Senator Secrecy

Feinstein Sends Mixed Messages in Privacy-Security Clash

As mayor of San Francisco, Senator Dianne Feinstein routinely berated reporters whose articles displeased her or, when really fuming, she’d skip a step and chew out their editors first.

During her tenure, a City Hall reporter once broke a story disclosing the secret conclusions reached by a mayoral task force on building a new ballpark, then a very hot issue in S.F., before she wanted to release it.

Jerry Roberts

A few hours after it appeared on the front page of her morning paper, Feinstein summoned the reporter for an angry lecture, instructing him not to write stories based on leaks because they were “premature ejaculations.”

There were no injuries.

SURPRISE ATTACK: Although long ago and now trivial, the episode offers a window into the career-long hostile view held by California’s 80-year-old senior senator about unauthorized release of information.

It has not been surprising that Democrat Feinstein has emerged as the strongest and most consistent advocate in Congress of the intelligence establishment and government secrecy. As chair of the Senate Select Committee on Intelligence, she has been particularly visible and vocal in defending the National Security Agency’s surveillance state programs, since news organizations began reporting about the extraordinary leaks of NSA documents by former contractor Edward Snowden.

What was surprising, however, was Feinstein’s remarkable and widely reported March 11 attack on the Central Intelligence Agency, whose interests she has long championed while overseeing its activities, on the Senate floor.

Her broadside, which has created a Beltway political crisis in congressional-intelligence community relations, accused the Agency of hacking into her committee’s computers to retrieve an internal CIA report about the use of torture during the administration of President George W. Bush, an issue which Feinstein’s committee has been researching and writing a study about for five years; the CIA in turn charged that her staff members improperly removed the document from agency computers.

In a spy-versus-spy twist, both Feinstein and the CIA promptly referred their complaints to the Justice Department for criminal action.

The republic is safe for now — more work for lawyers.

Why now? Beyond her stated claims, speculation has swirled over why Feinstein so surprisingly — and so publicly –— assailed the leading U.S. spy agency, after serving as benefactor for so long.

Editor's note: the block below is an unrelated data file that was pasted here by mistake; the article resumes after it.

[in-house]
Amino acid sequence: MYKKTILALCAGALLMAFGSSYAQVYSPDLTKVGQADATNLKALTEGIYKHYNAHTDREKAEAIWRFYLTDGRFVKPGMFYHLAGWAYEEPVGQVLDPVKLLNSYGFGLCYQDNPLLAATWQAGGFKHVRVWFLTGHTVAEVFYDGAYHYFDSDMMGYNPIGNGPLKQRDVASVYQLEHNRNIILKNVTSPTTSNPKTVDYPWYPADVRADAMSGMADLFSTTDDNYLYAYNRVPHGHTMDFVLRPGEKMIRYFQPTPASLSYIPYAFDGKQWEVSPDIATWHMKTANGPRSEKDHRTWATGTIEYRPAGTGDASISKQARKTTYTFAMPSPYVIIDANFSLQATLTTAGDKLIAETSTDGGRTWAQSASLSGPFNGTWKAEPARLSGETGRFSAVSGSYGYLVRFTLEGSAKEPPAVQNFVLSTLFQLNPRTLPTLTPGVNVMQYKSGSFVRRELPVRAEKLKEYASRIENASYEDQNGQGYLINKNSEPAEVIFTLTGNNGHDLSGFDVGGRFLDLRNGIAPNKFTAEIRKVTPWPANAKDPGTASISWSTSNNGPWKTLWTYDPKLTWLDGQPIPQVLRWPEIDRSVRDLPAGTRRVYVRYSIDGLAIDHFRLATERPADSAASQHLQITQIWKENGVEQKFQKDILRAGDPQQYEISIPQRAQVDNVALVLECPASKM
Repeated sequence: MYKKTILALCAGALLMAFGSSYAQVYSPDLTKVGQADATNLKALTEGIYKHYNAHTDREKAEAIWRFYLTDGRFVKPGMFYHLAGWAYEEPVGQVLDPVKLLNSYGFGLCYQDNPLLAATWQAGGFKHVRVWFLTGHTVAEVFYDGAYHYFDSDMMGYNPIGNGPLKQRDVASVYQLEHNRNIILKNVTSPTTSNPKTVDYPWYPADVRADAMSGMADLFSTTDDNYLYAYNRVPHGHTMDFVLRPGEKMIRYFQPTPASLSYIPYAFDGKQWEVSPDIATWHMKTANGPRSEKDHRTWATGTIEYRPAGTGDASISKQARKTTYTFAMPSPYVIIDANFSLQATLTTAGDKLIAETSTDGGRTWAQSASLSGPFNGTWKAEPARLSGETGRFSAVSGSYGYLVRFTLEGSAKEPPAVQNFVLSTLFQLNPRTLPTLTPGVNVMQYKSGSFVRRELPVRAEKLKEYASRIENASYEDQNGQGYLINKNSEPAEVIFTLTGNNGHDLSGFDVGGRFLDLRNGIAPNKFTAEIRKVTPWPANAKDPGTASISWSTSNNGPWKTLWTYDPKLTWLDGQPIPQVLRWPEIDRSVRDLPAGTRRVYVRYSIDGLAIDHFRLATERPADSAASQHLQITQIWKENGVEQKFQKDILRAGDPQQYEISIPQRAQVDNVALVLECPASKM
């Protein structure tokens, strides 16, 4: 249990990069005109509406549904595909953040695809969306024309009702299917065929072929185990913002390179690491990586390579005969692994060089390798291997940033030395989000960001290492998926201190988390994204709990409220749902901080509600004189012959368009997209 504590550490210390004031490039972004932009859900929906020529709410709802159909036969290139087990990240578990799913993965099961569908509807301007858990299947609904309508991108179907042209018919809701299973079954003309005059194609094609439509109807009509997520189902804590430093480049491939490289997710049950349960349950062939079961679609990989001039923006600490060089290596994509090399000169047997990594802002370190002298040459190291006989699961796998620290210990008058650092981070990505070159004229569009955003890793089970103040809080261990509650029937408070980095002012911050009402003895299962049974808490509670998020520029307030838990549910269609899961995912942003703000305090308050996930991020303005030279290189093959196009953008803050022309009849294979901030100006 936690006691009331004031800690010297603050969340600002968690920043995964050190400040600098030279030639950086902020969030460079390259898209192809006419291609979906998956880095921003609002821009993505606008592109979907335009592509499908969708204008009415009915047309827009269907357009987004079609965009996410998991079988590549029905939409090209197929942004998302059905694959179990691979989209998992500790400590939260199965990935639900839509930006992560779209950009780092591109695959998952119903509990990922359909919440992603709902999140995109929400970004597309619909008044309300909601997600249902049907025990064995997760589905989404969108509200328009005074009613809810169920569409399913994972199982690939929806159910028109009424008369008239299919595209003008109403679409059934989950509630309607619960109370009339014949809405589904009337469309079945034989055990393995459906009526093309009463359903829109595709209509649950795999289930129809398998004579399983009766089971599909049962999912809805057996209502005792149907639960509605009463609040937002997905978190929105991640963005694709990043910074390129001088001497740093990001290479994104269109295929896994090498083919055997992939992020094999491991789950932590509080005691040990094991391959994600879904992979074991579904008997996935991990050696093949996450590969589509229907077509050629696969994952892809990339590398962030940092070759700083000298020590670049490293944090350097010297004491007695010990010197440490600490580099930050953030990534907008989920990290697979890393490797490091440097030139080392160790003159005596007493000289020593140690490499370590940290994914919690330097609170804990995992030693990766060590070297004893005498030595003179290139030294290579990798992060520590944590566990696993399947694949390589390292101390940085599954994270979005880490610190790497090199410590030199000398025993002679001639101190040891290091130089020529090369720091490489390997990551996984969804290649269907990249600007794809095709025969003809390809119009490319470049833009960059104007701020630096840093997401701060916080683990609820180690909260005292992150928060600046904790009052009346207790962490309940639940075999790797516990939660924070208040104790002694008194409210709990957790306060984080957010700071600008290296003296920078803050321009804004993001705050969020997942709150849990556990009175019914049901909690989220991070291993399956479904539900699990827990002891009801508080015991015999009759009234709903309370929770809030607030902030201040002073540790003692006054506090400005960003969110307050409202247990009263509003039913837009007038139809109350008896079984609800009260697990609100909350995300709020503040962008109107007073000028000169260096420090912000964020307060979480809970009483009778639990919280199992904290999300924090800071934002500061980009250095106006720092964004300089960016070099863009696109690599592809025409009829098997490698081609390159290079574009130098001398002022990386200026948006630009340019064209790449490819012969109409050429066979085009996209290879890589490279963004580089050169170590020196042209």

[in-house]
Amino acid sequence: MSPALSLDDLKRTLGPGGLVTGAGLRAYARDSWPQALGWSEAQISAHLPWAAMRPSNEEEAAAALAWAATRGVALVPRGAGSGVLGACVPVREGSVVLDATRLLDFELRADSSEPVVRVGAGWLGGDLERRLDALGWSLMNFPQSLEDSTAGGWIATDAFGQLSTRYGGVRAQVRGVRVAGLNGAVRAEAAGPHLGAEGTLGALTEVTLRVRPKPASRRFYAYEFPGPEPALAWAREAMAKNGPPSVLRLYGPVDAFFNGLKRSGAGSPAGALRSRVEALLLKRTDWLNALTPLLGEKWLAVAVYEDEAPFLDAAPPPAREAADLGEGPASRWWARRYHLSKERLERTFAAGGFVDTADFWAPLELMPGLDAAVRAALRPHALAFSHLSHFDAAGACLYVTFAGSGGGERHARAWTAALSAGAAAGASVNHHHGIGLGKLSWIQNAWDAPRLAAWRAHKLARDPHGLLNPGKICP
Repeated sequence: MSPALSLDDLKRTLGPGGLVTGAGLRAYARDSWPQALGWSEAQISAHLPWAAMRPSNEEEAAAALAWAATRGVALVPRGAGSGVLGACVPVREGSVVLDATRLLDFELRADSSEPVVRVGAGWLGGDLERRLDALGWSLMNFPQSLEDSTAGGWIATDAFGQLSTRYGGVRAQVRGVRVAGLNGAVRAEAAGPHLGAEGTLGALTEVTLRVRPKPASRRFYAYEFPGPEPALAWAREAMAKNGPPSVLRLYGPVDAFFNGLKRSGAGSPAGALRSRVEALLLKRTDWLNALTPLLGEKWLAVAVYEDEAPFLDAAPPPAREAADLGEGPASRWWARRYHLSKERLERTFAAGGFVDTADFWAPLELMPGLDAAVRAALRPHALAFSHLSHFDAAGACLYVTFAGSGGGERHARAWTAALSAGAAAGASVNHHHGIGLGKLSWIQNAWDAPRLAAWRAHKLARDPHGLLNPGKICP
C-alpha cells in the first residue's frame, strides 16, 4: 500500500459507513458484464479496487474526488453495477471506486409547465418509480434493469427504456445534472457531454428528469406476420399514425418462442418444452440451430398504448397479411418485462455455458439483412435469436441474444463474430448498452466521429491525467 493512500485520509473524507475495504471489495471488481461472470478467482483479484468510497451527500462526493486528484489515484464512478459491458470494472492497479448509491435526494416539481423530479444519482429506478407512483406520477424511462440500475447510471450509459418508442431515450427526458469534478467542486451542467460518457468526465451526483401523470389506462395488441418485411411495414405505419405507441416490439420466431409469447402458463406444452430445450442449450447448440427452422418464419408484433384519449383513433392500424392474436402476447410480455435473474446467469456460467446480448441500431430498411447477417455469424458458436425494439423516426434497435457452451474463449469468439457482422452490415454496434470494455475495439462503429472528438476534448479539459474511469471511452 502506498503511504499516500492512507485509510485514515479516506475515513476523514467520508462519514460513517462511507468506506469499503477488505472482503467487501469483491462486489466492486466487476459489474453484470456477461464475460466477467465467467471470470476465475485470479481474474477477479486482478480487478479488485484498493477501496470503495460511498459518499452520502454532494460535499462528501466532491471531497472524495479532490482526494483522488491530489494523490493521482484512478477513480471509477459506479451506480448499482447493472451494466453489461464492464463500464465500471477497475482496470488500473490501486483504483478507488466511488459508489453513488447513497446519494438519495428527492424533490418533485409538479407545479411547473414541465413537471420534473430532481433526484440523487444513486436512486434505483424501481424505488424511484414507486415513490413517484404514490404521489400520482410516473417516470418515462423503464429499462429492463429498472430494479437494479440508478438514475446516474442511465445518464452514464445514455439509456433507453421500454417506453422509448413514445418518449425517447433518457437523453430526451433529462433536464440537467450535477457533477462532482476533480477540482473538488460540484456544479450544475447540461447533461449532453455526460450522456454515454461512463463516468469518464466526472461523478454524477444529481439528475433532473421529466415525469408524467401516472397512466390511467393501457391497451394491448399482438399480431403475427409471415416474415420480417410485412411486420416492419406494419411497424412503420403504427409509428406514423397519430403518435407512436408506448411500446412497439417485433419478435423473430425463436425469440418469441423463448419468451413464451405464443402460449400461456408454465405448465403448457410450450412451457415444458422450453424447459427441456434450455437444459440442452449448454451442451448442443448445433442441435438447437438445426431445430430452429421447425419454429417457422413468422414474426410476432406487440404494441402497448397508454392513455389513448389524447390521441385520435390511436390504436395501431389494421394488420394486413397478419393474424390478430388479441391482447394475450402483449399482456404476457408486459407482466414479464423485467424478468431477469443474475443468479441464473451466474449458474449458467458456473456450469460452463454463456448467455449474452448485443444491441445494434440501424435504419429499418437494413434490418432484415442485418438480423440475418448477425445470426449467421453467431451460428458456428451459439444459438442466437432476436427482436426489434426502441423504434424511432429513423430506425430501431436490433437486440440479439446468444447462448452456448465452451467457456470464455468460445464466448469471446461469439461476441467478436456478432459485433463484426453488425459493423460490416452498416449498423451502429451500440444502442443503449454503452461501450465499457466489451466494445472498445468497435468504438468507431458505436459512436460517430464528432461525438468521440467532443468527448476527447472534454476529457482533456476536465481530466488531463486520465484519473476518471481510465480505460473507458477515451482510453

With Republicans well positioned to take control of the Senate in November, she may have feared that the long-awaited torture report might never be released, for example. Or perhaps she had an eye on her popularity ratings at home, which have plummeted by 15 points since her 2012 reelection, as the NSA controversy often has commanded headlines.

Some veteran DiFi watchers (we name no names) believe she may have reacted with such outrage for the simple reason that the CIA’s alleged computer incursion touched her personally.

“It’s all about Dianne,” went a familiar refrain during her City Hall years, often accompanied by the rolling of eyes.

Feinstein is someone whose political worldview has always been shaped more by personal experience than ideology. On crucial issues, and at key points in her career, the senator has used anecdotal events to craft policy positions.

Two examples: Feinstein has traced her flip-flop, from a foe of the death penalty to a fierce supporter, to serving on California’s women’s parole board, where she heard a female felon testify that she unloaded her gun before an armed robbery for fear of accidentally killing someone and getting the gas chamber; she routinely explains her support of gun control by recounting the gory details of finding Harvey Milk’s body after his assassination.

Now, her transformation from intelligence community shill to ferocious critic came only after her committee’s privacy may have been violated.

Snowden speaks: While trashing the CIA over a relatively narrow issue, Feinstein has defended the NSA’s sweeping domestic program of acquiring and storing private phone and internet data, to be renewed automatically this month, without passage of a reform measure. Her backing of the NSA has come over objections from what she has dismissed as “the privacy people.”

“It’s called protecting America,” a furious Feinstein famously said of the NSA’s once-secret program, in the aftermath of the first published stories based on Snowden’s leaks.

Her double standard, if not flagrant hypocrisy, has not gone unnoticed, by critics from Jon Stewart (good bit here: HYPERLINK “” to Snowden himself:

Feinstein, the fugitive leaker told NBC, “does not care at all that the rights of millions of ordinary citizens are violated by our spies, but suddenly it’s a scandal when a politician finds out the same thing happens to them.”


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